Written By; Christopher Kent DC, ESQ
“If one wished to kill a profession, to remove its cohesion and its strength, the most effective way would be to forbid the use of its characteristic language.” – Kenneth Hudson (1978) The Jargon of Professions
A position paper has been produced by a group of six European chiropractic programs which states, in part:
“The teaching of vertebral subluxation complex as a vitalistic construct that claims that it is the cause of disease is unsupported by evidence. Its inclusion in a modern chiropractic curriculum in anything other than an historical context is therefore inappropriate and unnecessary.” (1)
This follows a similar statement issued by the General Chiropractic Council on the United Kingdom. (2) Both statements are the latest manifestations of a growing movement of subluxation denialism. Logical fallacies and inherent contradictions are the currency used to propagate these positions. In a previous article, (3) I posed several questions: why would a faction in the profession seek to ignore or trivialize the tremendous profession-wide support that exists for the term, its acceptance by those outside the profession, peer-reviewed publications, internationally accepted guidelines, and books from major medical publishers? Why are unsubstantiated claims and logical fallacies regarding subluxation terminology uncritically accepted? Perhaps the answer lies in the phenomenon of denialism.
A Wikipedia article defines denialism as choosing to deny reality as a way to avoid an uncomfortable truth. (4) Author Paul O’Shea remarks, “[It] is the refusal to accept an empirically verifiable reality. It is an essentially irrational action that withholds validation of a historical experience or event.” (5) Anthropologist Didier Fassin distinguishes between denial, defined as “the empirical observation that reality and truth are being denied,” and denialism, which he defines as “an ideological position whereby one systematically reacts by refusing reality and truth.”(6)
The Wikipedia entry notes that “individuals or groups who reject propositions on which a scientific or scholarly consensus exists can engage in denialism when they use rhetorical tactics to give the appearance of argument or legitimate debate, when in actuality there is none.” (7)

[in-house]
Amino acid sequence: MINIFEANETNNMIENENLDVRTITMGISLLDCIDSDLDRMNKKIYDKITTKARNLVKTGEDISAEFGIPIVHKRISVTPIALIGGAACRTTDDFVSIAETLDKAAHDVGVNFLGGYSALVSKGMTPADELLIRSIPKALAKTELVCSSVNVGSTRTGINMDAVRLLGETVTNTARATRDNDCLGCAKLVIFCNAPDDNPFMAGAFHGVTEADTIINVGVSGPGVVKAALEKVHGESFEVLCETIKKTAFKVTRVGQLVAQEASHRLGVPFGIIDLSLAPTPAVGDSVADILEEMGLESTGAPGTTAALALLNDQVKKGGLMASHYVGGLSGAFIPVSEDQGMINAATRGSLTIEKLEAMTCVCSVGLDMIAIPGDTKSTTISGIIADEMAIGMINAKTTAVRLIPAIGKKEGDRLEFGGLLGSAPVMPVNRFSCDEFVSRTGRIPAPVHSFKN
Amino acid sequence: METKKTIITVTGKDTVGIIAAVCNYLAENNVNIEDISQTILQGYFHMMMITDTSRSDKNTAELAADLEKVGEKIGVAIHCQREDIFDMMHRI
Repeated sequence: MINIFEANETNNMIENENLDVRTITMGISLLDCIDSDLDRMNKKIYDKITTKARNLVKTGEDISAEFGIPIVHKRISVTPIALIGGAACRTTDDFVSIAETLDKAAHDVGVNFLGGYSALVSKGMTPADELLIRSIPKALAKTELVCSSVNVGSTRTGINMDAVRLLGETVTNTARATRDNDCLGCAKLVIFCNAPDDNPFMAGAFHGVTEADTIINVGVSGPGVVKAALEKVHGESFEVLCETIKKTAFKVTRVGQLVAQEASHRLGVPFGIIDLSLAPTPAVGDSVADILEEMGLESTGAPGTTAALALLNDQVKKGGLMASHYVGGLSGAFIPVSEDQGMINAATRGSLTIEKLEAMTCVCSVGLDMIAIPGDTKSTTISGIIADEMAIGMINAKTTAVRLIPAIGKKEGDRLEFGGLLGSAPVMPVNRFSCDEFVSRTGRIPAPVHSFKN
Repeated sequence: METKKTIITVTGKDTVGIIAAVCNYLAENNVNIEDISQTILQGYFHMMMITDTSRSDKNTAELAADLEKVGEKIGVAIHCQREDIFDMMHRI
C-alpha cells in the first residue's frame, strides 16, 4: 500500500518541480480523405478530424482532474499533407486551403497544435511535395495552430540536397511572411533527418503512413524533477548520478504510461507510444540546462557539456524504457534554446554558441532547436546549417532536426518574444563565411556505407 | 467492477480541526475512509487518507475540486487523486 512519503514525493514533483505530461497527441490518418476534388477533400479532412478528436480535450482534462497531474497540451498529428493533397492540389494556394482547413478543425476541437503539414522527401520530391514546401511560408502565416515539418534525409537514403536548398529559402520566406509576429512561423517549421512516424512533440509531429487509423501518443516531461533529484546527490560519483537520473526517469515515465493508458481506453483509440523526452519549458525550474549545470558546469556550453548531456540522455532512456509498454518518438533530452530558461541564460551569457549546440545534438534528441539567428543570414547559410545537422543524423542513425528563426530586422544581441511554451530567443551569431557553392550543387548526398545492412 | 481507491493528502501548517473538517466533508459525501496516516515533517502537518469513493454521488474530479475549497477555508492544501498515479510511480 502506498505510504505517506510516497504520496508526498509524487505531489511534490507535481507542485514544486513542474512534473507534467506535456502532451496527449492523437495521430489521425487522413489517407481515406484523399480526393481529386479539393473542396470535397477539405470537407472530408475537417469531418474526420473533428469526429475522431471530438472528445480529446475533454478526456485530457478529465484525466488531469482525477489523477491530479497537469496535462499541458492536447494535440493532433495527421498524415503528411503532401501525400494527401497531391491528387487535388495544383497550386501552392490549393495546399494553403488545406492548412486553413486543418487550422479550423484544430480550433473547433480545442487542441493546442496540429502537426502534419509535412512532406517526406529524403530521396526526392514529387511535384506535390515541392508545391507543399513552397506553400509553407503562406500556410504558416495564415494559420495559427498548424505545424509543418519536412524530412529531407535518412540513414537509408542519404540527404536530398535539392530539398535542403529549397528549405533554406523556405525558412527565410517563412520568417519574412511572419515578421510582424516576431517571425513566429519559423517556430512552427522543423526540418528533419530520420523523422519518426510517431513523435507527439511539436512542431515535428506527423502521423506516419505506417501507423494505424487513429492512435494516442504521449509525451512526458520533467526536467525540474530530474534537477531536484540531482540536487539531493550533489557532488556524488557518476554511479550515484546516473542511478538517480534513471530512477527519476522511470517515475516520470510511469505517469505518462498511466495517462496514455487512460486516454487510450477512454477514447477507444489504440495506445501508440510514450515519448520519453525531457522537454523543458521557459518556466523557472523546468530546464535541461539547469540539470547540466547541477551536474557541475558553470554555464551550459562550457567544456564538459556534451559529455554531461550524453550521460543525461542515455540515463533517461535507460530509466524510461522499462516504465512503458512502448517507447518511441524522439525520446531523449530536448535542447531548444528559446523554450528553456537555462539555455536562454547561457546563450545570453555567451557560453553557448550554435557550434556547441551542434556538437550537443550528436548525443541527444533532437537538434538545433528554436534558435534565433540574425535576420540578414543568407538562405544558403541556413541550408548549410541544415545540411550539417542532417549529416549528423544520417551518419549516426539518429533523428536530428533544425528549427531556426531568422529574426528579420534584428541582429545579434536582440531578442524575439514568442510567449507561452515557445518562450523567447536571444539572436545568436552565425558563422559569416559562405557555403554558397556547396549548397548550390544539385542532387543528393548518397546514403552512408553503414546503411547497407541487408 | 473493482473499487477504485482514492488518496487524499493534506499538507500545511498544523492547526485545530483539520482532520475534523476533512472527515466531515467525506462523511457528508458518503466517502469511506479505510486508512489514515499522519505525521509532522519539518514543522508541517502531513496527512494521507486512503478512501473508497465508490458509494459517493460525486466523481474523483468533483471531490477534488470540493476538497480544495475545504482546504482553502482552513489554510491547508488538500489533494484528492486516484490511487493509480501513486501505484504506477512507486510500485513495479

Adjustment vs. Manipulation
A disturbing trend is the willingness of some chiropractic academicians and researchers to abandon chiropractic terminology as well as chiropractic analytical strategies. The generic moniker “spinal manipulation” or “spinal manipulative therapy” is becoming a replacement for the term “chiropractic adjustment.” What’s wrong with that? They aren’t the same thing! There are techniques of chiropractic adjustment, such as basic, Grostic, etc. that simply do not fall under the medical definition of “manipulation.”
A popular definition of “manipulation” is “a manual procedure that involves a directed thrust to move a joint past the physiological range of motion, without exceeding the anatomical limit.” (8) The neurological implications of vertebral subluxation correction are not addressed in this definition. One chiropractic researcher has actually written, “An adjustment is often referred to as a ‘spinal manipulation’ in the research literature.” (9)
A grave error is also made in many studies of the effects of “manipulation” by lumping together all “hands on” techniques, while failing to address key issues, such as the examination criteria used to determine the presence of “manipulable lesions,” and how the investigators determine that the “manipulative treatment” was successful.
Use of imprecise, common domain terms fails to effectively differentiate chiropractic interventions from those of other professions. “Spinal manipulation has become increasingly popular among different disciplines including chiropractic, physiotherapy, manual therapy, and nursing…Furthermore, the global scenario of evidence is generally lacking, limited, or conflicting.” (10)
Would it not be absurd for medicine to test the efficacy of drug therapy for a given disease without defining the diagnostic criteria for the disease and specifying which drug is given and at which dosage? It is no less absurd to collectively refer to all chiropractic adjusting techniques as “manipulative treatments” without defining the technique used, the force applied, the direction of the force, and the criteria for pre- and post-adjustment analysis.
The terminology recommended by subluxation denialists carries semantic baggage. Although the medical definition of “manipulate” differs from the general definition, the connection made in the minds of the laity and other professionals may be negative.
Definitions of MANIPULATE
- to control or take advantage of by artful, unfair, or insidious means <the con man would slyly manipulate the emotions of his marks in order to win their sympathy and trust>
Synonyms exploit, play (upon)
Related Words engineer, finagle, jockey, maneuver; beguile, bluff, cozen, deceive, delude, dupe, fool, gull, hoax, hoodwink, kid, shanghai, snow, take in, trick; intrigue, machinate, plot, scheme; arrange, contrive, devise, finesse, mastermind; cheat, chisel, con, defraud, fleece, gyp, hustle, swindle (11)
1: to treat or operate with the hands or by mechanical means especially in a skillful manner <manipulate the fragments of a broken bone into correct position>
2a : to manage or utilize skillfully
b : to control or play upon by artful, unfair, or insidious means especially to one’s own advantage (12)